Packages in Erlang
Packages are simply namespaces for modules. All old Erlang modules automatically belong to the top level ("empty-string") namespace, and do not need any changes.
The full name of a packaged module is written as e.g.
i.e., as atoms separated by periods,
where the package name is the part up to
but not including the last period;
in this case "
A more concrete example is the module
which is in the
Package names can have any number of segments, as in
The atoms in the name can be quoted, as in
or even the
whole name, as in
'foo.bar.baz' but the concatenation of
periods must not contain two consecutive period characters or
end with a period,
The periods must not be followed by whitespace.
The code loader maps module names onto the file system directory
E.g., the module
erl.lang.term corresponds to a file
in the search path.
Note that the name of the actual object file corresponds to
the last part only of the full module name.
(Thus, old existing modules such as
simply map to
.../lists.beam, exactly as before.)
A packaged module in a file "
foo/bar/fred.erl" is declared
This can be compiled and loaded from the Erlang shell using
your current directory is the same as that of the file.
The object file will be named
The Erlang search path works exactly as before,
except that the package segments will be appended to each
directory in the path in order to find the
file. E.g., assume the path is
["/usr/lib/erl", "/usr/local/lib/otp/legacy/ebin", "/home/barney/erl"].
Then, the code for a module named
foo.bar.fred will be
lists, which is in the top-level package,
will be looked for as
Normally, if a call is made from one module to another, it is assumed that the called module belongs to the same package as the source module. The compiler automatically expands such calls. E.g., in:
-module(foo.bar.m1). -export([f/1]). f(X) -> m2:g(X).
m2:g(X) becomes a call to
If this is not what was intended, the call can be written
explicitly, as in
-module(foo.bar.m1). -export([f/1]). f(X) -> fee.fie.foe.m2:g(X).
Because the called module is given with an explicit package name, no expansion is done in this case.
If a module from another package is used repeatedly in a module, an import declaration can make life easier:
-module(foo.bar.m1). -export([f/1, g/1]). -import(fee.fie.foe.m2). f(X) -> m2:g(X). g(X) -> m2:h(X).
will make the calls to
m2 refer to
More generally, a declaration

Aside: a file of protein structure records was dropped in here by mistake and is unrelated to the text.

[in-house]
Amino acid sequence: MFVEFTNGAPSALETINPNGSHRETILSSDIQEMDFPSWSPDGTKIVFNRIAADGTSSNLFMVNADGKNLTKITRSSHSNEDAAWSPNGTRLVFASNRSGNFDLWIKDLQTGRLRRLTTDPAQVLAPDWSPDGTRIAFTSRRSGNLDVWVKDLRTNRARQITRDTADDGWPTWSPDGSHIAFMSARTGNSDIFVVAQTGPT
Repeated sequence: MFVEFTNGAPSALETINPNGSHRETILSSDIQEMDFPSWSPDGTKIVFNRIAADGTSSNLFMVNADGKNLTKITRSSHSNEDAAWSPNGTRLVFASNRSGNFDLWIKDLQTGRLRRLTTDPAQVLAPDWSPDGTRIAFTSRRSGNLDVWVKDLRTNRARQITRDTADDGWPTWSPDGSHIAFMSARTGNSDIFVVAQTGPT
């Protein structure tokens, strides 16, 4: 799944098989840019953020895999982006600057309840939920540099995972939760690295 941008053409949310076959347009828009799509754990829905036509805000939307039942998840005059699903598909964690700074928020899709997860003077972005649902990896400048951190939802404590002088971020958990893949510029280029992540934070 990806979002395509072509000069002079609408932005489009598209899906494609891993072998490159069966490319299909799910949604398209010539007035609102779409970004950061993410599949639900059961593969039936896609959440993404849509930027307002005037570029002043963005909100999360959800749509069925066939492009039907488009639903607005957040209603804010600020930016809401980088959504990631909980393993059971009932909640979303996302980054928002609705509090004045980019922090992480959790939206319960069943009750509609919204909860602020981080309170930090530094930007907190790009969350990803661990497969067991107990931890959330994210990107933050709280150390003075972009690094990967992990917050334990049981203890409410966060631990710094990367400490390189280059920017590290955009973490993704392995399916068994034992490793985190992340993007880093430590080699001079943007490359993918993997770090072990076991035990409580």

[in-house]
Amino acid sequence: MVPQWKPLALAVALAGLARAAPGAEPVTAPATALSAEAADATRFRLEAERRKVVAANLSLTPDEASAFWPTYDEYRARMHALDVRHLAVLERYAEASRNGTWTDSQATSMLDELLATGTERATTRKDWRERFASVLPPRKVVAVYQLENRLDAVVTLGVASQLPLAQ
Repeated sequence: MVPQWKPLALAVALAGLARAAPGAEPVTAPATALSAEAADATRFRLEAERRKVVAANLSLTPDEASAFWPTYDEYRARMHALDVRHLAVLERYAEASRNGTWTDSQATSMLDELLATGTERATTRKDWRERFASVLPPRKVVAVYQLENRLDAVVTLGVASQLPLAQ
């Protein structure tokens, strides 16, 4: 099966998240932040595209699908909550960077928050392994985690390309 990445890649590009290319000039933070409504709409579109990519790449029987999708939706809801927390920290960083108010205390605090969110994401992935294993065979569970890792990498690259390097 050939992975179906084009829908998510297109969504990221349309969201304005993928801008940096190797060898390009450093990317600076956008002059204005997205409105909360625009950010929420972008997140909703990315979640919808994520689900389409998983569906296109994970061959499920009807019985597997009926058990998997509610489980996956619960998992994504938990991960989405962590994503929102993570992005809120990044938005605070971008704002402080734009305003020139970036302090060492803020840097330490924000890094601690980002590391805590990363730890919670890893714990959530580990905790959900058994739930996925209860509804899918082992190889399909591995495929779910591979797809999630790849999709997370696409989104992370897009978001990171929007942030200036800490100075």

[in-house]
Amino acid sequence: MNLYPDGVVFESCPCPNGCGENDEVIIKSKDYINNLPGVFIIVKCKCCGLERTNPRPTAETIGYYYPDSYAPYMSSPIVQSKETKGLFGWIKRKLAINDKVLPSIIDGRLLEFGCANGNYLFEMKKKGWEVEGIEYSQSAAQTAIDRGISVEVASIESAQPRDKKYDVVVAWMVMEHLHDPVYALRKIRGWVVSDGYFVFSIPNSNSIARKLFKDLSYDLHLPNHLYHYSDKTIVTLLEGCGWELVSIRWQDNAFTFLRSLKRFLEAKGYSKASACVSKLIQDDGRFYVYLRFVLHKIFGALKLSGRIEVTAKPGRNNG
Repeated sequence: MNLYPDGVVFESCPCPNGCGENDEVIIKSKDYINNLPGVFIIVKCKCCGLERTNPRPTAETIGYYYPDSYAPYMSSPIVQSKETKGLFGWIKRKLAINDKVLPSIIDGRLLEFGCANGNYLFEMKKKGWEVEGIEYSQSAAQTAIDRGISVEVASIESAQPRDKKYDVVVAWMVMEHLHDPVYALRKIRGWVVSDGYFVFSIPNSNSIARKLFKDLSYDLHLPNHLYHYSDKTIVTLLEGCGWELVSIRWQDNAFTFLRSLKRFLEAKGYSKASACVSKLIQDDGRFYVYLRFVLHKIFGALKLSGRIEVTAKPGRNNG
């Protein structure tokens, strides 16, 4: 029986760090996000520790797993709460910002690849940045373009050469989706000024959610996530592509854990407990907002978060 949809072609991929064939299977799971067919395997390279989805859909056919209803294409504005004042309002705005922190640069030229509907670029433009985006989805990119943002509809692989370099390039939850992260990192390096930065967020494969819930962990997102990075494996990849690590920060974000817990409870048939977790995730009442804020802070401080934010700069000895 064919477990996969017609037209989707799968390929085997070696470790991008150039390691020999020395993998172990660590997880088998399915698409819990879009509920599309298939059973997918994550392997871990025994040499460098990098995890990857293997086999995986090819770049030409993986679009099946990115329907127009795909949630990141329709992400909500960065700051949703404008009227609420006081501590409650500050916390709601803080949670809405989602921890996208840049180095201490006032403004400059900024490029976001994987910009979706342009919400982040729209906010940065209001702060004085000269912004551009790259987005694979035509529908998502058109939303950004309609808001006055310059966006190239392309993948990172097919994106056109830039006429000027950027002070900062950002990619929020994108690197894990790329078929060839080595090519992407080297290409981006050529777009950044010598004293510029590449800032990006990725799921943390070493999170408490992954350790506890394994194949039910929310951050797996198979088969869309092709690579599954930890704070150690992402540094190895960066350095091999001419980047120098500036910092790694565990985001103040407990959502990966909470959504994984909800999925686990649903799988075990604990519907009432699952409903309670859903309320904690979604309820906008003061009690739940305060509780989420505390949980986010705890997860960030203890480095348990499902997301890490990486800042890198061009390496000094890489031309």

will cause calls to
to be expanded to
Old-style function imports work as normal (but full module names must be used); e.g.:
-import(fee.fie.foe.m2, [g/1, h/1]).
however, it is probably better to avoid this form of import altogether in new code, since it makes it hard to see what calls are really "remote".
If it is necessary to call a module in the top-level package
from within a
named package, the module name can be written either with an
initial period as
in e.g. "
.lists", or with an empty initial atom, as in
However, the best way is to use an import declaration -
this is most obvious to
the eye, and makes sure we don't forget adding a period somewhere:
-module(foo.bar.fred). -export([f/1]). -import(lists). f(X) -> lists:reverse(X).
The dot-syntax for module names can be used in any expression. All segments must be constant atoms, and the result must be a well-formed package/module name. E.g.:
spawn(foo.bar.fred, f, [X])
is equivalent to
spawn('foo.bar.fred', f, [X]).
The Erlang Shell
The shell also automatically expands remote calls,
however currently no
expansions are made by default.
The user can change the behaviour by using the
shell command (or its abbreviation
If a new import is made of the same name,
this overrides any previous import.
(It is likely that in the future, some
system packages will be pre-imported.)
In addition, the shell command
(and its alias
imports all modules currently found in the path for a given
package name. E.g.,
assuming the files "
.../foo/bar/bambam.beam" can be found from our current
Note: The compiler does not have an "import all" directive, for the
reason that Erlang has no compile time type checking.
E.g. if the wrong search
path is used at compile time, a call
could be expanded to
without any warning, instead of the intended
foo.bar happens to be found first in the path.
declaring each use of a module makes for safe code.